A female boxer, Katia Bissonnette, allegedly withdrew from a Canadian championship match upon discovering that her opponent, Mya Walmsley, is transgender. Bissonnette opted out of facing Walmsley, who is biologically male, after learning about Walmsley’s biological sex just an hour before the 2023 Provincial Golden Glove Championship last month, ABC News reported.
“My coach suddenly took me aside and told me he received information by text message, which he had then validated, that my opponent was not a woman by birth,” Ms Bissonnette explained to Reduxx.
Ms Walmsley secured victory by default as officials were unable to locate another boxer in the corresponding weight class.
Hailing from Saguenay, Ms Bissonnette referred to a 2020 strength study conducted by the University of Utah to elucidate her choice to withdraw.
“According to a study, a male blow has 163% more impact than a woman’s, even adjusted for weight,” Bissonnette said. She argued that biologically female athletes should not have to endure the “physical and psychological risks” brought on by an opponent’s decisions regarding “personal life” and “identity.”
However, Ms Walmsley was not happy about Ms Bissonnette’s decision to withdraw.
“Rather than turning to me, my coach or the Quebec Olympic Boxing Federation for more information, she decided to turn directly to the media to out me,” Walmsley wrote in a statement. “This kind of behaviour puts athletes at risk of being excluded or receiving personal attacks based on hearsay.”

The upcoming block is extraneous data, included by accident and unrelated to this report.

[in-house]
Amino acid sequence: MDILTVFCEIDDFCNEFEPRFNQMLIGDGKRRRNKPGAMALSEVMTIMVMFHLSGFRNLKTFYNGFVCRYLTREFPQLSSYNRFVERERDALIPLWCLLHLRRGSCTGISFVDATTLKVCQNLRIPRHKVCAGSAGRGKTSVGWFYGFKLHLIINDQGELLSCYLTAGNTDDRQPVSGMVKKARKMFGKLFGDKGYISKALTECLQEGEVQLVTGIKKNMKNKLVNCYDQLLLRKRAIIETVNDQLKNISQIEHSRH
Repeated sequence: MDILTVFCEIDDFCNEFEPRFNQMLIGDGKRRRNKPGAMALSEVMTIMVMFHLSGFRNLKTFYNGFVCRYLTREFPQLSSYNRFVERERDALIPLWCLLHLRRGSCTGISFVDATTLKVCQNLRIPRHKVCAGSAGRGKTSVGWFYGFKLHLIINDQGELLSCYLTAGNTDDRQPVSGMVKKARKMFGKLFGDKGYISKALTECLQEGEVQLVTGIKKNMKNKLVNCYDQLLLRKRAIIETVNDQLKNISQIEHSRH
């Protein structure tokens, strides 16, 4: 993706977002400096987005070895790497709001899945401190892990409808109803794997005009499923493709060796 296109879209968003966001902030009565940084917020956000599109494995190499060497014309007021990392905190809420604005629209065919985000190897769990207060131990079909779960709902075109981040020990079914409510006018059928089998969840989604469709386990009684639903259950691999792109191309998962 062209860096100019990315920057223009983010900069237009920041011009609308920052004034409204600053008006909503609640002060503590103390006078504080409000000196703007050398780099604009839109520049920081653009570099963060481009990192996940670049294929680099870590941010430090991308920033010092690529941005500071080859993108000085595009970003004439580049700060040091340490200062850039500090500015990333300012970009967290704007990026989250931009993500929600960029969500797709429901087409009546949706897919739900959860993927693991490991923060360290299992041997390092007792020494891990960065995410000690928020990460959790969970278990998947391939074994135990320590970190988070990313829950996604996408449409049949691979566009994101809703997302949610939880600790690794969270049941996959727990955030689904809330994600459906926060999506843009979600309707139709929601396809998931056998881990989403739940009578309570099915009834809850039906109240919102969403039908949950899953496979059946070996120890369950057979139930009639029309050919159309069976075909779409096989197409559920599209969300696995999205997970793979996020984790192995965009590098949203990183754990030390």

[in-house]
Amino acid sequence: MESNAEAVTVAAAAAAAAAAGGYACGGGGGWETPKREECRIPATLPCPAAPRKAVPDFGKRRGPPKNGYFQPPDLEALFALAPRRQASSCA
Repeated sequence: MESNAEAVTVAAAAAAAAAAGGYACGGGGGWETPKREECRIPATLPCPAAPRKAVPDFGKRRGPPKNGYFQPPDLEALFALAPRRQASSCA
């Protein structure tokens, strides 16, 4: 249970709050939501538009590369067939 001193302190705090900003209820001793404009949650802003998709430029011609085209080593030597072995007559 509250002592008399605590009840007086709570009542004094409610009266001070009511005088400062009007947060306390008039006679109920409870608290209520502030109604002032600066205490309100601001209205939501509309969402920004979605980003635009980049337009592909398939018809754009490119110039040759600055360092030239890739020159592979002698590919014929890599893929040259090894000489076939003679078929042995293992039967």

Ms Walmsley suggested that Bissonnette’s allegations might be employed to undermine the legitimacy of transgender female athletes and support specific regulations. The boxer advocates for mutual trust among athletes regarding gender identity.
Reportedly, Ms Bissonnette asserts that the Australian athlete would have been ineligible to participate in a women’s category in her home country.
“(Walmsley) would have boxed as a man in Australia,” Ms Bissonnette alleged. “In Quebec, on his [sic] file, it is mentioned that he [sic] had zero fights as a woman.”
Reportedly, Ms Bissonnette holds the view that sports categories should be restricted to separate divisions for biological males and females. This perspective appears to resonate with government leaders across the nation, as nine Republican governors urged the NCAA to reassess its policy on the inclusion of transgender athletes in a letter last month.
“The NCAA has the chance to guarantee an environment where female college athletes can thrive without the concern of inequities,” the governors wrote. “We trust that you also want to guarantee just such an environment. But this policy allows the NCAA to avoid responsibility for ensuring the fairness of collegiate sports -therefore it must be changed.”